Average speed enforcement and its potential application on New Brunswick roads

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University of New Brunswick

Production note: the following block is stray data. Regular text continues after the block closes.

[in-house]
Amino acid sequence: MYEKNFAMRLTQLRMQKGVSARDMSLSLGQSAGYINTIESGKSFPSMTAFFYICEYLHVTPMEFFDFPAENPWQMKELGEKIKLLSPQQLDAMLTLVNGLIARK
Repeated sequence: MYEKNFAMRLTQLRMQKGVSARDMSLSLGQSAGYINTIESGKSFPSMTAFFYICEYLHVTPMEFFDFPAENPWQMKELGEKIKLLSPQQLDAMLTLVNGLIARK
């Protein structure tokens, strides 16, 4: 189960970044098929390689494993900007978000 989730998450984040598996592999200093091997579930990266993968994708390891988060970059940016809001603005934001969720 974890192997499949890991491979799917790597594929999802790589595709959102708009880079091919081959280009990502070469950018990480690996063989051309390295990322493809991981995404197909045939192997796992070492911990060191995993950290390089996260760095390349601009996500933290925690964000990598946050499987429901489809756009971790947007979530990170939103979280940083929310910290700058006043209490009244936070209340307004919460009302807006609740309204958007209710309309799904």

Average Speed Enforcement (ASE) is a is a relatively new approach that can be used to enforce speed limits. ASE determines a vehicle’s mean speed over an extended length of road by recording the time a motorist took to drive between two set points. Reducing the speed of motorists over a longer section of roadway yields benefits such as fewer collisions and a reduction in fuel consumption. This study investigated the findings of the effectiveness of average speed enforcement among those jurisdictions that have adopted it. It was found that ASE reduces collisions by 30-40% and that it lowers carbon emissions by roughly 15% on a 100 km/h road. These findings were then applied to a local road to determine if an economic case could be made for its use in New Brunswick. Route 7 between Oromocto and Saint John was chosen as a test site. A field study found that the average space mean speed on this facility was 107 km/h and the 85th percentile speed was 114 km/h despite the posted speed limit being only 100 km/h. The potential benefits of ASE were estimated and an economic evaluation found that its deployment would yield a benefit-cost ratio of approximately 15.6.